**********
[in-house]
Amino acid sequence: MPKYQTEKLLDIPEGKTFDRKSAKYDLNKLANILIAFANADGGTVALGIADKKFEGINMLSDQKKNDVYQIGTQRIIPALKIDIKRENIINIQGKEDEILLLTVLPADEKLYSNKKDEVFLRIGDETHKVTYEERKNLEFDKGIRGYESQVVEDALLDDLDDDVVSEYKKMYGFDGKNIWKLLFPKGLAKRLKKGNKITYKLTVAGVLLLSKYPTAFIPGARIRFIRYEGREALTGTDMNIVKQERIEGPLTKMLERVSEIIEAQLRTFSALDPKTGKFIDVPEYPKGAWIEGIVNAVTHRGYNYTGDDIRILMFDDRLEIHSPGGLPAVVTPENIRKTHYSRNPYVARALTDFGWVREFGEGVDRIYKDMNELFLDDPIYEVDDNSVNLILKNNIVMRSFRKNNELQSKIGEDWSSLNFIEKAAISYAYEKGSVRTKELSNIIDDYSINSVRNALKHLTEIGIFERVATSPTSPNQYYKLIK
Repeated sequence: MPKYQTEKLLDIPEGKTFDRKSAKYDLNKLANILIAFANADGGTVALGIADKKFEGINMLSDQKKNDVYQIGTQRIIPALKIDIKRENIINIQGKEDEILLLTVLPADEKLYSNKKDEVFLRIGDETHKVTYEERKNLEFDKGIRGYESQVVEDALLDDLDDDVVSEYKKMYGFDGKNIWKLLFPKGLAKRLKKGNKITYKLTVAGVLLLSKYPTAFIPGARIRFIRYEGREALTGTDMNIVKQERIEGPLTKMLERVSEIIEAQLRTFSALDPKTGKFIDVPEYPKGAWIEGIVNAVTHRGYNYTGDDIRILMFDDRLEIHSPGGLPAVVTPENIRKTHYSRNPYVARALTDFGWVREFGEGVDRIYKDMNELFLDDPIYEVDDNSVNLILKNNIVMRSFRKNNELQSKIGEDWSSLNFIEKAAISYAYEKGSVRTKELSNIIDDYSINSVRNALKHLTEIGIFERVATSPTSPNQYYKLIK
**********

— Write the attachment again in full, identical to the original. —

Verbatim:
[in-house]
Amino acid sequence: MPKYQTEKLLDIPEGKTFDRKSAKYDLNKLANILIAFANADGGTVALGIADKKFEGINMLSDQKKNDVYQIGTQRIIPALKIDIKRENIINIQGKEDEILLLTVLPADEKLYSNKKDEVFLRIGDETHKVTYEERKNLEFDKGIRGYESQVVEDALLDDLDDDVVSEYKKMYGFDGKNIWKLLFPKGLAKRLKKGNKITYKLTVAGVLLLSKYPTAFIPGARIRFIRYEGREALTGTDMNIVKQERIEGPLTKMLERVSEIIEAQLRTFSALDPKTGKFIDVPEYPKGAWIEGIVNAVTHRGYNYTGDDIRILMFDDRLEIHSPGGLPAVVTPENIRKTHYSRNPYVARALTDFGWVREFGEGVDRIYKDMNELFLDDPIYEVDDNSVNLILKNNIVMRSFRKNNELQSKIGEDWSSLNFIEKAAISYAYEKGSVRTKELSNIIDDYSINSVRNALKHLTEIGIFERVATSPTSPNQYYKLIK
Repeated sequence: MPKYQTEKLLDIPEGKTFDRKSAKYDLNKLANILIAFANADGGTVALGIADKKFEGINMLSDQKKNDVYQIGTQRIIPALKIDIKRENIINIQGKEDEILLLTVLPADEKLYSNKKDEVFLRIGDETHKVTYEERKNLEFDKGIRGYESQVVEDALLDDLDDDVVSEYKKMYGFDGKNIWKLLFPKGLAKRLKKGNKITYKLTVAGVLLLSKYPTAFIPGARIRFIRYEGREALTGTDMNIVKQERIEGPLTKMLERVSEIIEAQLRTFSALDPKTGKFIDVPEYPKGAWIEGIVNAVTHRGYNYTGDDIRILMFDDRLEIHSPGGLPAVVTPENIRKTHYSRNPYVARALTDFGWVREFGEGVDRIYKDMNELFLDDPIYEVDDNSVNLILKNNIVMRSFRKNNELQSKIGEDWSSLNFIEKAAISYAYEKGSVRTKELSNIIDDYSINSVRNALKHLTEIGIFERVATSPTSPNQYYKLIK